Two years after the controversial changes in developmental education requirements in Florida that allow students to opt out of placements or developmental classes, a study shows the findings are mixed. The report shows that there was a sharp decline in enrollment in English and mathematics developmental classes, and African American followed by Hispanic students were the largest group who opted out of these courses. However the positive news is that the data shows that more students passed the first-year courses than in previous years and the gap between underrepresented minorities and white students narrowed.
Higher education policies have focused on preeminence and getting student to graduate within four years. SB 2, known as the “Florida Excellence in Higher Education Act of 2017,” places increased emphasis on 4-year graduation rates, which is among one of the revised performance-based incentives for the university and college system. Students must also be guaranteed a 2+2 path, where students can attend a community college for the first two years and then can attend a state university.
Another bill under consideration is SB 374, the “College Competitive Act of 2017,” which renames the Florida College System the Florida Community College System and revises the function and mission of K-20. Of note in the bill is specific mention of student preparation in “shall adopt a unified state plan to improve K-20 STEM education and prepare students for high-skill, 915 high-wage, and high-demand employment in STEM and STEM-related fields.” While communication is considered as one of the General Education areas for the State, there is no reference specifically to English. In fact, English proficiency for students is only mentioned in light of second-language. Instead, the document uses the phrase “communication and computational skills” to refer to literacy requirements.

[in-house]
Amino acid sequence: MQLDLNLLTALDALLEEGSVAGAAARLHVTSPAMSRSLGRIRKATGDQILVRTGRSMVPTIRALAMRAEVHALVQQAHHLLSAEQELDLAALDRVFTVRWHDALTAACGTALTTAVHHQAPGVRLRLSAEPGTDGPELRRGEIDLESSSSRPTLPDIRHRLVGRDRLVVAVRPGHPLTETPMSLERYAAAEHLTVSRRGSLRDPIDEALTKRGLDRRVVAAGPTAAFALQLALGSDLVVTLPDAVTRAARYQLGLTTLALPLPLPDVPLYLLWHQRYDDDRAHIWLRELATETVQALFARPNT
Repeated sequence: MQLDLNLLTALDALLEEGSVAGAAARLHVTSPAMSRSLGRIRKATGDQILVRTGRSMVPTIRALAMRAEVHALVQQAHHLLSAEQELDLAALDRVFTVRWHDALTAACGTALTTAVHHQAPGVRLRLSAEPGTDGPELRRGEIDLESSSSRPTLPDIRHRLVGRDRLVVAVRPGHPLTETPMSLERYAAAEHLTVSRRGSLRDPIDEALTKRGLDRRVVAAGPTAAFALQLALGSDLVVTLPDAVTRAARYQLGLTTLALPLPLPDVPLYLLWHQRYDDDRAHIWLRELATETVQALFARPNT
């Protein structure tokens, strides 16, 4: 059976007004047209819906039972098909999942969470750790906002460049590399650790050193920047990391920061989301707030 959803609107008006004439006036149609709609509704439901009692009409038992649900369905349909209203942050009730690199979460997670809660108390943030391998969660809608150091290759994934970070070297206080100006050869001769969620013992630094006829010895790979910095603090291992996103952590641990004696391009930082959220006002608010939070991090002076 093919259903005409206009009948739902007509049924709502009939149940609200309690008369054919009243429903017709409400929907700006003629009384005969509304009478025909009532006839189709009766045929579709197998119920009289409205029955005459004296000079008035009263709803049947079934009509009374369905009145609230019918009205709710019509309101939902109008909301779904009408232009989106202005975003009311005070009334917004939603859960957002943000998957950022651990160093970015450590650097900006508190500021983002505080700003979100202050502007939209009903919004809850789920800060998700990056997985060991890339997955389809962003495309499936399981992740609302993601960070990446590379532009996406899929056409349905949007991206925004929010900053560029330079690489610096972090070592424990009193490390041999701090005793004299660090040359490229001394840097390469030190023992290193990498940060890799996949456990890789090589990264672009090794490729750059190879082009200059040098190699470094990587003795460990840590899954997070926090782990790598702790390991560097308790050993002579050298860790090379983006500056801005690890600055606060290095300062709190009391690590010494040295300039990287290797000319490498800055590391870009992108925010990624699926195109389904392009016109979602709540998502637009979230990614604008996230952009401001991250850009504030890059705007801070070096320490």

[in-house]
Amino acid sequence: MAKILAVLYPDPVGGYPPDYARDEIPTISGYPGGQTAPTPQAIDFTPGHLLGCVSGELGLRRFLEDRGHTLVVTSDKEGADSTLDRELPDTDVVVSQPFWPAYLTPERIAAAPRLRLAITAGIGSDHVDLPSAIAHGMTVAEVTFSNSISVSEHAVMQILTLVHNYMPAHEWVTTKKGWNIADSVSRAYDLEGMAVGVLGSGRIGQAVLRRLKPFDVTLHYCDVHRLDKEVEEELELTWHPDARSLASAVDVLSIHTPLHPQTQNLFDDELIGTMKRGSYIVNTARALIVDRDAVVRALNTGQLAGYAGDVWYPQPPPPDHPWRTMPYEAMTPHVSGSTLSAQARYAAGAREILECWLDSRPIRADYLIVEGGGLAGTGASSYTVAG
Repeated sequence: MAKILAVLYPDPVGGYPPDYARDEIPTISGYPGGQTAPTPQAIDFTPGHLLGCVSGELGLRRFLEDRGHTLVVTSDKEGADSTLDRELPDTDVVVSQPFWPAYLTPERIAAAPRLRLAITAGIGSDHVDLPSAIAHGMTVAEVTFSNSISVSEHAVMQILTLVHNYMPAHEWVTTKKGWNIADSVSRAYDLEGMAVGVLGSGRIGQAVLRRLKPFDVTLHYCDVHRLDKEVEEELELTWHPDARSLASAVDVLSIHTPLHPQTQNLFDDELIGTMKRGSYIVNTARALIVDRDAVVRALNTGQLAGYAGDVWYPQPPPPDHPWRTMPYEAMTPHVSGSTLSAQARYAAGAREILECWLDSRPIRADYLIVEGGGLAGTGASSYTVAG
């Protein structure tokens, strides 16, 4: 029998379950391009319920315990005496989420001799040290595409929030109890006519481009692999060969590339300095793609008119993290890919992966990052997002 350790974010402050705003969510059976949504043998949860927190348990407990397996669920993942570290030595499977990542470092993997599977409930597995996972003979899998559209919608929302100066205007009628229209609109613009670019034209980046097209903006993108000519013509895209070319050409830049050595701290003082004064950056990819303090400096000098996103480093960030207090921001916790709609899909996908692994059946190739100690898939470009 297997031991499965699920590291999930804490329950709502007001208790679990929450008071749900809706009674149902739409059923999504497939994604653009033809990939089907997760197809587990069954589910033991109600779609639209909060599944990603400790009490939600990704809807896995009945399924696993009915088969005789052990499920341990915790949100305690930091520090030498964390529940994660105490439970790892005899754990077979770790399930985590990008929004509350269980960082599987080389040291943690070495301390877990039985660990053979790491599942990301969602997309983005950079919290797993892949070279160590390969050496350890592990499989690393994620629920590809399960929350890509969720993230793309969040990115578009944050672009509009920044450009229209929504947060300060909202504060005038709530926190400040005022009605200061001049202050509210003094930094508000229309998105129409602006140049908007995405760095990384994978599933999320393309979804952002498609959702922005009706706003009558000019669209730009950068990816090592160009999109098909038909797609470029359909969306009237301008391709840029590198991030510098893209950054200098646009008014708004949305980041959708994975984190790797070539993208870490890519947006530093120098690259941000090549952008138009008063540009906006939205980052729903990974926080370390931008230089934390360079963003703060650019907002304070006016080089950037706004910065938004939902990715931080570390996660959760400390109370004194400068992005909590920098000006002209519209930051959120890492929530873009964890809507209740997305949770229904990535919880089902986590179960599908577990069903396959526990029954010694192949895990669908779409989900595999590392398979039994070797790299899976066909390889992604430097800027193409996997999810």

The Tampa Bay Times addressed 2016 education policies in Florida:
School Choice (PASSED): Changes capital funding eligibility for charter schools and spending limits for traditional schools; allows public school students to attend any school in the state that has space available; increases financial transparency of charter schools; allows high school athletes to transfer schools and have immediate eligibility; codifies in law performance funding for state colleges and universities; among other provisions. (HB 7029)
Competency-Based Education (PASSED): Sets up a five-year pilot program starting in 2016-17 for Pinellas, Palm Beach, Lake and Seminole counties to let students advance through school if they can prove they’ve mastered lessons. (HB 1365)
Two other bills (HB 131 and SB 1280) on the agenda would removethe requirement that third-graders who perform poorly on the state’s English language arts test be held back from fourth grade.
While there are not a lot of bills on the horizon, testing is still in full swing in Florida. The results of K-12 assessment for 2016 provide a snapshot of the achievements of ELA students. Of particular interest are the results for the Florida Virtual School. Students who took the end of year exams in FVS scored significantly higher, over 20%, than many of the face-to-face schools.